Rage cleaning is an unusual yet completely common sign that you're living in a state of fight or flight mode. When your body is overwhelmed by stress, the fight response can manifest in intense bursts of energy and the need for control. Engaging in rage cleaning, characterized by aggressive and excessive cleaning behaviors, can serve as a way to channel that excess energy and regain a sense of control. This behavior indicates that you may be operating in a constant state of hyperarousal, seeking ways to alleviate stress and establish a sense of order amidst chaos.
Making impulsive decisions.
As the body experiences chronic stress, the decision-making process can be affected. The heightened state of arousal and anxiety can lead to impulsive decision-making as a way to quickly resolve perceived threats or gain a sense of control. This can result in rash and potentially regrettable choices, indicating that your nervous system may be overwhelmed and struggling to make sound and rational decisions.
Constantly needed to have a trip planned.
When the body is under chronic stress or feeling overwhelmed, the desire to escape or seek immediate relief becomes heightened. In such cases, the need to constantly plan trips may serve as a coping mechanism to provide a sense of control, anticipation, and temporary respite from stressors. This behavior can indicate that your nervous system is constantly seeking relief from the fight or flight response.
Keeping yourself consistently overstimulated or constantly busy.
When the body is under chronic stress, the sympathetic nervous system remains constantly activated, leading to a heightened sense of alertness and the need to stay busy as a way to distract from or avoid dealing with stressors. This constant state of busyness and overstimulation can be a subconscious attempt to keep the fight or flight response engaged, creating an illusion of control or productivity.
Emotional Signs Your Nervous System Is Shutdown
Having intrusive thoughts.
When the body is under chronic stress or experiencing anxiety, the mind can become overwhelmed with intrusive thoughts that are persistent, distressing, and difficult to control. These intrusive thoughts often center around perceived threats, worst-case scenarios, or negative self-assessments. They are a manifestation of the heightened vigilance and hyperarousal associated with the fight or flight response.
When the body is under chronic stress or experiencing high levels of anxiety, it can disrupt the normal regulation of emotions. The constant activation of the sympathetic nervous system can lead to rapid and unpredictable shifts in mood, ranging from irritability and anger to sadness or heightened sensitivity. These mood swings indicate that your nervous system is struggling to maintain emotional balance and can be a result of the overstimulation and hyperarousal associated with the fight or flight response.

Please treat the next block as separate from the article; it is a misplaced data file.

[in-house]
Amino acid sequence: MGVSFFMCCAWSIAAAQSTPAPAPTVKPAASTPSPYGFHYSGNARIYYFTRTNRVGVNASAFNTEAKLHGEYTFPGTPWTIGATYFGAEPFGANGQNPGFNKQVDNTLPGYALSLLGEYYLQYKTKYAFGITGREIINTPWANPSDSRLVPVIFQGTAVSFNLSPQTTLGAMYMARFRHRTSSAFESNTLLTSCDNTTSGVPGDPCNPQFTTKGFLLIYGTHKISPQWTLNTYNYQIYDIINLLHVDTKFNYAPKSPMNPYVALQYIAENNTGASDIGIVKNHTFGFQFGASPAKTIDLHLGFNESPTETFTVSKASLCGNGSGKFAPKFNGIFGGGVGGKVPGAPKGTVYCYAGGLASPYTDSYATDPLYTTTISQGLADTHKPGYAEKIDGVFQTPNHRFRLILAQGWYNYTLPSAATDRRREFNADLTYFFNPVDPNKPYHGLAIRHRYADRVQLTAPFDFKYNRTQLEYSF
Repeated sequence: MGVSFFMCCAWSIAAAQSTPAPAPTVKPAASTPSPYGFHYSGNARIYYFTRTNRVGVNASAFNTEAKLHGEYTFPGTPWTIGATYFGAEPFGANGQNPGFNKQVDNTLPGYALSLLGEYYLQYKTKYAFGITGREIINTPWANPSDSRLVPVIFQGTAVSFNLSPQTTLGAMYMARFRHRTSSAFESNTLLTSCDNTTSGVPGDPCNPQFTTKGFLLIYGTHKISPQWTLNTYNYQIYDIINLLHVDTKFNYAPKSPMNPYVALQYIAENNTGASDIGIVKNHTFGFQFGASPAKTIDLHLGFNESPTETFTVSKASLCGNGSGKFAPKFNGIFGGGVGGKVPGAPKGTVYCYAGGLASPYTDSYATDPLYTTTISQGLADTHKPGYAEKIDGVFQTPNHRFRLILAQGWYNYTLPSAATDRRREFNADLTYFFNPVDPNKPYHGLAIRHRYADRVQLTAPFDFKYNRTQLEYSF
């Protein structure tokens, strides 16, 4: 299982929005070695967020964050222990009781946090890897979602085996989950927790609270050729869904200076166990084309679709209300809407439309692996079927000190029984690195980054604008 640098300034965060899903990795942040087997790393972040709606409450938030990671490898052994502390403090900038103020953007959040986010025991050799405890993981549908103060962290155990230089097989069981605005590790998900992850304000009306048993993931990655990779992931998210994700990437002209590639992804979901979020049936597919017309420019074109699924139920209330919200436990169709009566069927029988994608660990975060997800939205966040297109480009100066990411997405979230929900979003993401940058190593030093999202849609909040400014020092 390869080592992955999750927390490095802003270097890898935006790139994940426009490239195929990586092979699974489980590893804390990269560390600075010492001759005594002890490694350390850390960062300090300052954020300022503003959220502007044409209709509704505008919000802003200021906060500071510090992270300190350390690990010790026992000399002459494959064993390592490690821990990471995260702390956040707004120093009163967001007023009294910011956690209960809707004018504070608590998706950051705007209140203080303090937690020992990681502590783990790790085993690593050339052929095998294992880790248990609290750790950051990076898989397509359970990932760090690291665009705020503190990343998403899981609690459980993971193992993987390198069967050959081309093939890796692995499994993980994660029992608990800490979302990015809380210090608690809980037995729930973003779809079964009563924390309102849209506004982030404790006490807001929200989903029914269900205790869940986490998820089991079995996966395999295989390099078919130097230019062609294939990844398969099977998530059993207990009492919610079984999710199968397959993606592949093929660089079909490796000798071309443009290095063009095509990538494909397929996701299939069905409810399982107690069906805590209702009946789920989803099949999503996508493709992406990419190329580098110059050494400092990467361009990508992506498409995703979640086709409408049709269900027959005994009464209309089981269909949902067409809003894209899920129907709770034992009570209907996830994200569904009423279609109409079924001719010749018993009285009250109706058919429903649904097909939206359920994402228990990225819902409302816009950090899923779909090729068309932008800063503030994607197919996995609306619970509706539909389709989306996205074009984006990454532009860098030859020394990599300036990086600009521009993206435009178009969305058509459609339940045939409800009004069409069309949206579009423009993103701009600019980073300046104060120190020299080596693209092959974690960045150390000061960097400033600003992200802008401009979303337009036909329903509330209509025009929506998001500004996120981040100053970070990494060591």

In the fight or flight state, the brain is hyper-focused on survival and basic functions, leading to a decrease in cognitive abilities. The lack of clarity, difficulty concentrating, and forgetfulness associated with brain fog can all be attributed to the elevated stress hormones and reduced blood flow to the brain that occur in fight or flight mode.
Memory issues can be a clear indicator of living in fight or flight mode. When the body is constantly in a state of heightened stress and survival mode, the brain prioritizes immediate tasks and functions over long-term memory processes. The release of cortisol can interfere with the consolidation of memories and impair the retrieval of information from the hippocampus, leading to difficulty in remembering and recalling details. As a result, individuals may experience forgetfulness, difficulty concentrating, and a general fuzziness in their cognitive abilities, all of which can be attributed to being caught in fight or flight mode.
When the body and mind are constantly focused on survival and self-preservation — as they are in fight or flight mode — the ability to empathize with others may take a backseat. And this can be unbelievably difficult for people to understand and cope with. The increased stress response and elevated levels of stress hormones can lead to heightened self-centeredness and a diminished capacity to connect emotionally with others. This can manifest as a decreased ability to understand or relate to the feelings and experiences of those around them.